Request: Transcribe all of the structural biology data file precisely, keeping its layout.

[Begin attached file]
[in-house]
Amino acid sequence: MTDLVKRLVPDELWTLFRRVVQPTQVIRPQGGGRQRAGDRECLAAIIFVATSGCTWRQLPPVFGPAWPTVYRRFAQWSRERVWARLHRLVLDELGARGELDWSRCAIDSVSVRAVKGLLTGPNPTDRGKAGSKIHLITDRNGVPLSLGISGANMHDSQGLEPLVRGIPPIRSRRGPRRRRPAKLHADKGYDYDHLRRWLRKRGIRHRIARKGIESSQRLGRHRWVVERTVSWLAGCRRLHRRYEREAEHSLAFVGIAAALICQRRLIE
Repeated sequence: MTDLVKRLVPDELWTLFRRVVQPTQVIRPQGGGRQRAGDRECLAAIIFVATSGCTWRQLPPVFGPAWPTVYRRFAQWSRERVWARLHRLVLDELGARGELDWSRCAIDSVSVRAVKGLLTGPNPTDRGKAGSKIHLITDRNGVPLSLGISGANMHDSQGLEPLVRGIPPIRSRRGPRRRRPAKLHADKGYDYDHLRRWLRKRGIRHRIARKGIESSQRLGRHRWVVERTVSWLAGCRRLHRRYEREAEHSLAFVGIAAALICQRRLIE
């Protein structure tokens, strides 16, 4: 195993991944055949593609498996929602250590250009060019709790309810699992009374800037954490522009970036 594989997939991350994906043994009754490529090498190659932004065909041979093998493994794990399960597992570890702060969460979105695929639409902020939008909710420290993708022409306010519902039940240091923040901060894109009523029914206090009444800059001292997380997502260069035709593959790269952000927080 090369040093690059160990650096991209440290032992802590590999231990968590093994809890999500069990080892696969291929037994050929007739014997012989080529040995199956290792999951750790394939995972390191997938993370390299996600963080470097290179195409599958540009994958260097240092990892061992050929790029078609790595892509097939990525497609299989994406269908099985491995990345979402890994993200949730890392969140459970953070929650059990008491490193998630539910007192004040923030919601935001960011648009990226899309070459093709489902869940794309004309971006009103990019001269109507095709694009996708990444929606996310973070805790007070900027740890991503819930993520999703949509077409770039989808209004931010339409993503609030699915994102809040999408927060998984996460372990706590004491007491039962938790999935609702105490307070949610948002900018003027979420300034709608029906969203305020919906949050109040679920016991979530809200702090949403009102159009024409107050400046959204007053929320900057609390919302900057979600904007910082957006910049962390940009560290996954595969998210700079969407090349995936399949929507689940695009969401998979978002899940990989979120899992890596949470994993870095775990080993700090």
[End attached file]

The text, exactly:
[in-house]
Amino acid sequence: MTDLVKRLVPDELWTLFRRVVQPTQVIRPQGGGRQRAGDRECLAAIIFVATSGCTWRQLPPVFGPAWPTVYRRFAQWSRERVWARLHRLVLDELGARGELDWSRCAIDSVSVRAVKGLLTGPNPTDRGKAGSKIHLITDRNGVPLSLGISGANMHDSQGLEPLVRGIPPIRSRRGPRRRRPAKLHADKGYDYDHLRRWLRKRGIRHRIARKGIESSQRLGRHRWVVERTVSWLAGCRRLHRRYEREAEHSLAFVGIAAALICQRRLIE
Repeated sequence: MTDLVKRLVPDELWTLFRRVVQPTQVIRPQGGGRQRAGDRECLAAIIFVATSGCTWRQLPPVFGPAWPTVYRRFAQWSRERVWARLHRLVLDELGARGELDWSRCAIDSVSVRAVKGLLTGPNPTDRGKAGSKIHLITDRNGVPLSLGISGANMHDSQGLEPLVRGIPPIRSRRGPRRRRPAKLHADKGYDYDHLRRWLRKRGIRHRIARKGIESSQRLGRHRWVVERTVSWLAGCRRLHRRYEREAEHSLAFVGIAAALICQRRLIE
């Protein structure tokens, strides 16, 4: 195993991944055949593609498996929602250590250009060019709790309810699992009374800037954490522009970036 594989997939991350994906043994009754490529090498190659932004065909041979093998493994794990399960597992570890702060969460979105695929639409902020939008909710420290993708022409306010519902039940240091923040901060894109009523029914206090009444800059001292997380997502260069035709593959790269952000927080 090369040093690059160990650096991209440290032992802590590999231990968590093994809890999500069990080892696969291929037994050929007739014997012989080529040995199956290792999951750790394939995972390191997938993370390299996600963080470097290179195409599958540009994958260097240092990892061992050929790029078609790595892509097939990525497609299989994406269908099985491995990345979402890994993200949730890392969140459970953070929650059990008491490193998630539910007192004040923030919601935001960011648009990226899309070459093709489902869940794309004309971006009103990019001269109507095709694009996708990444929606996310973070805790007070900027740890991503819930993520999703949509077409770039989808209004931010339409993503609030699915994102809040999408927060998984996460372990706590004491007491039962938790999935609702105490307070949610948002900018003027979420300034709608029906969203305020919906949050109040679920016991979530809200702090949403009102159009024409107050400046959204007053929320900057609390919302900057979600904007910082957006910049962390940009560290996954595969998210700079969407090349995936399949929507689940695009969401998979978002899940990989979120899992890596949470994993870095775990080993700090």